Sharpness remained pretty good. The series’ style of photography favored a slightly soft look, but within those parameters, it maintained a good sense of accuracy and clarity. No issues with jaggies or moiré effects materialized, and I saw no edge haloes. With a nice layer of grain, I didn’t witness digital noise reduction, and the show lacked print flaws.

Colors tended toward the earthy spectrum typical of TNG. The Blu-ray handled these tones well and made them effective and clear. Blacks were dark and tight, and low-light shots demonstrated solid delineation. This was a consistently appealing presentation of difficult visual subject matter.

I’ve always felt pleased with prior TNG remixes, and the DTS-HD MA 7.1worked well. The soundscape favored action enough to give it a solid sense of life and environment. Much of the material focused on general ambience, but the track kicked into higher gear when necessary, and that left us with some exciting action sequences. Those delivered well-placed material that moved around the spectrum in a smooth, vivid manner.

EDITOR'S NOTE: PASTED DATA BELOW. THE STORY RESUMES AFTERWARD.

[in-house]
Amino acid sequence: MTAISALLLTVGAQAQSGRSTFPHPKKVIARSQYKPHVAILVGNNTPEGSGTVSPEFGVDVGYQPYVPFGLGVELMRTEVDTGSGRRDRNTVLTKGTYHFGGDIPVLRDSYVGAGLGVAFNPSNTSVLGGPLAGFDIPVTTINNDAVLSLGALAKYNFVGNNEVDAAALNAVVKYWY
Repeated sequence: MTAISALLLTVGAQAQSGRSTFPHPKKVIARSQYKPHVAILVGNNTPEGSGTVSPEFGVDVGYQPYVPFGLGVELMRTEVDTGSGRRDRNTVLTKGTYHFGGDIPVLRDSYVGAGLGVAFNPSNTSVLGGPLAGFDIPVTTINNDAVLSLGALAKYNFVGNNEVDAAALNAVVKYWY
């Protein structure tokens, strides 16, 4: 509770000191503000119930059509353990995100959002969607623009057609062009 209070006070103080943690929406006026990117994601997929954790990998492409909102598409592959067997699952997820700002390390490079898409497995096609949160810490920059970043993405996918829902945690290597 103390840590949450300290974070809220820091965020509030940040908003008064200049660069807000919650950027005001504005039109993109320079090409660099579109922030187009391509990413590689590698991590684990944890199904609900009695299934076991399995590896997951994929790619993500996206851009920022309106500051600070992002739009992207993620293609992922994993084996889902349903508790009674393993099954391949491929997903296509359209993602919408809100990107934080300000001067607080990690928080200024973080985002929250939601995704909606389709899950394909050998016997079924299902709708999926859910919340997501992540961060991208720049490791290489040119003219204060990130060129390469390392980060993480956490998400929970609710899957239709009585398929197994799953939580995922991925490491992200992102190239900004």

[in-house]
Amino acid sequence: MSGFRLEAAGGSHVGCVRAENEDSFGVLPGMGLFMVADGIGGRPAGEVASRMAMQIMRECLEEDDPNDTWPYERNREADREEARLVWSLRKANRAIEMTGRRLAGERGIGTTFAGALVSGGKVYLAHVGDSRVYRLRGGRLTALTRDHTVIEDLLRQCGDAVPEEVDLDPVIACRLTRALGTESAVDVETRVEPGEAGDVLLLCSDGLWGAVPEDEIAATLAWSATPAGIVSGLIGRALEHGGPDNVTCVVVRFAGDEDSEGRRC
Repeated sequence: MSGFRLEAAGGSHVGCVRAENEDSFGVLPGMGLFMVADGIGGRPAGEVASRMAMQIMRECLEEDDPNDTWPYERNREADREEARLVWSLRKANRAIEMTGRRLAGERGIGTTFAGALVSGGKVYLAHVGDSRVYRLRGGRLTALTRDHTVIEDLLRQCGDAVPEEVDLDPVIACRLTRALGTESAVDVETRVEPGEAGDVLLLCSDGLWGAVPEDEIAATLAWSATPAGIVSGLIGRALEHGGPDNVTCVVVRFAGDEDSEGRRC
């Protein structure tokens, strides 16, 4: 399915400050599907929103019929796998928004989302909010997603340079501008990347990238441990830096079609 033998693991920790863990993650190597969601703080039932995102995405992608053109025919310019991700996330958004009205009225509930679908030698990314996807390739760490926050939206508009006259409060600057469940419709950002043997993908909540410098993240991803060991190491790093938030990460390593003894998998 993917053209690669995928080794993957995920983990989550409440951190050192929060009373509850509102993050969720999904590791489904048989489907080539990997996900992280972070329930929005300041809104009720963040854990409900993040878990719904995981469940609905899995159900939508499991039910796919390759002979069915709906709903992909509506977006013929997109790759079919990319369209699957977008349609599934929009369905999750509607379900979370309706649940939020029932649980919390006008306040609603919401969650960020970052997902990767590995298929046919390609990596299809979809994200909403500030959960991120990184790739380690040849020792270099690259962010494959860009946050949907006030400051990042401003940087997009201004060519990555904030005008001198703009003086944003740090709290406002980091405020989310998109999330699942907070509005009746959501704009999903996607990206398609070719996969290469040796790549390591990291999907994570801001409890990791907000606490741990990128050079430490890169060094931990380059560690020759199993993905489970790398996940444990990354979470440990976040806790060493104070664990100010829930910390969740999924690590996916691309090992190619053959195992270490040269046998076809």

At all times, audio quality seemed solid. Speech was concise and crisp, without edginess or other issues, and music appeared bright and full. Effects showed good clarity and accuracy, with deep lows that added a strong blast at the right times. This was another satisfying remix.

The disc throws in a few extras, most of which are exclusive to the Blu-ray. We get an audio commentary from actor Ronny Cox, director of photography Jonathan West, and scenic artists Michael and Denise Okuda. All four sit together for this running, screen-specific look at cast and performances, cinemtography, story/character areas, technical details and related subjects.